Depression and arthritis are disabling and common health problems in
late life. Depression is also a risk factor for poor health outcomes among
To determine whether enhancing care for depression improves pain and
functional outcomes in older adults with depression and arthritis.
Design, Setting, and Participants
Preplanned subgroup analyses of Improving Mood-Promoting Access to Collaborative
Treatment (IMPACT), a randomized controlled trial of 1801 depressed older
adults (≥60 years), which was performed at 18 primary care clinics from
8 health care organizations in 5 states across the United States from July
1999 to August 2001. A total of 1001 (56%) reported coexisting arthritis at
Antidepressant medications and/or 6 to 8 sessions of psychotherapy (Problem-Solving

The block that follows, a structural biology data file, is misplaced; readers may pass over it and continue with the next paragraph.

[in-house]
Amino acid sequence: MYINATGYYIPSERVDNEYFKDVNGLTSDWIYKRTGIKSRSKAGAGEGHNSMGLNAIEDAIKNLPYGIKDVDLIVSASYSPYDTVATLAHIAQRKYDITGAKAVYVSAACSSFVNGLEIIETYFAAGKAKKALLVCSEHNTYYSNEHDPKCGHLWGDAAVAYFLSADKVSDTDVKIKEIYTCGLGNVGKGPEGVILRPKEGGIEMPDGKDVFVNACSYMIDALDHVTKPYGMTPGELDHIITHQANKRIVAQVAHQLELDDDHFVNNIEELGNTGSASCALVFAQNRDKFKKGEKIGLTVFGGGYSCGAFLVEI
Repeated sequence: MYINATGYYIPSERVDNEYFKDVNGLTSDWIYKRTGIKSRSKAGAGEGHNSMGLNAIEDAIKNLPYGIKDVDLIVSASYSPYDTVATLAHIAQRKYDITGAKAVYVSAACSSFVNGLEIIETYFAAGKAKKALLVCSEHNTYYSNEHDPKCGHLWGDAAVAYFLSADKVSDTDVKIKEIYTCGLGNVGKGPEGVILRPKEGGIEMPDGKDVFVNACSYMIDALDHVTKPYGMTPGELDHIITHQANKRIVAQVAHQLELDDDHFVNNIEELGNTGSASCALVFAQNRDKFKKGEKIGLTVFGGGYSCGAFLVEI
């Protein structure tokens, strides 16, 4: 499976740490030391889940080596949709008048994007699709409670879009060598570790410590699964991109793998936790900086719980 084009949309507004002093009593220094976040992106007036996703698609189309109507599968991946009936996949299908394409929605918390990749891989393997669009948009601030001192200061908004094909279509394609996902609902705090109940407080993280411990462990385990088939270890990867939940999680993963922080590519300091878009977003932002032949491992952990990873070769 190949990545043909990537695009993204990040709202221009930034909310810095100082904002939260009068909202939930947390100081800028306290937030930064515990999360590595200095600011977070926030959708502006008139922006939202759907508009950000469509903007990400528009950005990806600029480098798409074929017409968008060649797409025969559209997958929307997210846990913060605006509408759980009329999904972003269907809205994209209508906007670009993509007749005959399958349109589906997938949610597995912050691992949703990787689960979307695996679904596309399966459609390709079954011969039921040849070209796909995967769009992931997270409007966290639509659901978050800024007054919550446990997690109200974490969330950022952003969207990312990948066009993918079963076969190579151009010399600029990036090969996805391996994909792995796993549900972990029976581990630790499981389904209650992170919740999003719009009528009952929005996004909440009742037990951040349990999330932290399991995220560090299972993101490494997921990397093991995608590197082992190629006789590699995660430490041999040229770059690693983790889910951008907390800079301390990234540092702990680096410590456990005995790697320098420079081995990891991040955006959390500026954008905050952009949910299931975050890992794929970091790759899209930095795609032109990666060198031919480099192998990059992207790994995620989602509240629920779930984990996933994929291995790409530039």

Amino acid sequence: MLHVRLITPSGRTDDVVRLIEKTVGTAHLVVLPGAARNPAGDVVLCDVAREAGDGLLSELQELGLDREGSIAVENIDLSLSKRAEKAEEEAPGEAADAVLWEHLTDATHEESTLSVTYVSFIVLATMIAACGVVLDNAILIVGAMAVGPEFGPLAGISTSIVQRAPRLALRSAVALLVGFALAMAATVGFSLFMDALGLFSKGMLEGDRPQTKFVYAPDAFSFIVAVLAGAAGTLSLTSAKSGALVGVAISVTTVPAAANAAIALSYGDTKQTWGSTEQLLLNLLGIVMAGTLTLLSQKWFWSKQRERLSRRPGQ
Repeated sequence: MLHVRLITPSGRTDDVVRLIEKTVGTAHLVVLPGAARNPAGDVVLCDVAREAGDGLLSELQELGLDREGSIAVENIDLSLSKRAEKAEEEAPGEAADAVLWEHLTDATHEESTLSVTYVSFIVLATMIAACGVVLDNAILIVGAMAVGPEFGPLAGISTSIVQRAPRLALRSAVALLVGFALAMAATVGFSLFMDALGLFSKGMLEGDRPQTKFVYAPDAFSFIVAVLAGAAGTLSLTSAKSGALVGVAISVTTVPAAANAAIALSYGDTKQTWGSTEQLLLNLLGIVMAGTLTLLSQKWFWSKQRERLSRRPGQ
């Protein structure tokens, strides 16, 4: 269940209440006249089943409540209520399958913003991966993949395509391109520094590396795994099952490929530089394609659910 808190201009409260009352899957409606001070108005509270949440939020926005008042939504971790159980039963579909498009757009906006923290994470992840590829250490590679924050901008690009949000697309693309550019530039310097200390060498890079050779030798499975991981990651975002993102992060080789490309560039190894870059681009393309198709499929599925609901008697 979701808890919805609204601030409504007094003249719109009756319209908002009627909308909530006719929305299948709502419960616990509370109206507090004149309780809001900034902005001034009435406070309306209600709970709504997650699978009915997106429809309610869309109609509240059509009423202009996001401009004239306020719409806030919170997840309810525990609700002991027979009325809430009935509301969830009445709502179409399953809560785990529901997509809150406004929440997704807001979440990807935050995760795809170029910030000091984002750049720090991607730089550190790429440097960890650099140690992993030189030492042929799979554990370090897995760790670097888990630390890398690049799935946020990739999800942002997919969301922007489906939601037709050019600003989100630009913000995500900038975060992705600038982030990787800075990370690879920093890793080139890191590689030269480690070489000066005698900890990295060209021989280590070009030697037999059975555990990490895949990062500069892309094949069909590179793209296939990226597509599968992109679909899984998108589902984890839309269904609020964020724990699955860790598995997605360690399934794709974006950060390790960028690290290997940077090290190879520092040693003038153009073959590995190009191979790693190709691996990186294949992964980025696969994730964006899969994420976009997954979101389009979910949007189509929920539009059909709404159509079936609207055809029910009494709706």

Treatment in Primary Care).
Main Outcome Measures
Depression, pain intensity (scale of 0 to 10), interference with daily
activities due to arthritis (scale of 0 to 10), general health status, and
overall quality-of-life outcomes assessed at baseline, 3, 6, and 12 months.
In addition to reduction in depressive symptoms, the intervention group
compared with the usual care group at 12 months had lower mean (SE) scores
for pain intensity (5.62 [0.16] vs 6.15 [0.16]; between-group difference,
−0.53; 95% confidence interval [CI], −0.92 to −0.14; P = .009), interference with daily activities due to arthritis
(4.40 [0.18] vs 4.99 [0.17]; between-group difference, −0.59; 95% CI,
−1.00 to −0.19; P = .004), and interference
with daily activities due to pain (2.92 [0.07] vs 3.17 [0.07]; between-group
difference, −0.26; 95% CI, −0.41 to −0.10; P = .002). Overall health and quality of life were also enhanced among
intervention patients relative to control patients at 12 months.
In a large and diverse population of older adults with arthritis (mostly
osteoarthritis) and comorbid depression, benefits of improved depression care
extended beyond reduced depressive symptoms and included decreased pain as
well as improved functional status and quality of life.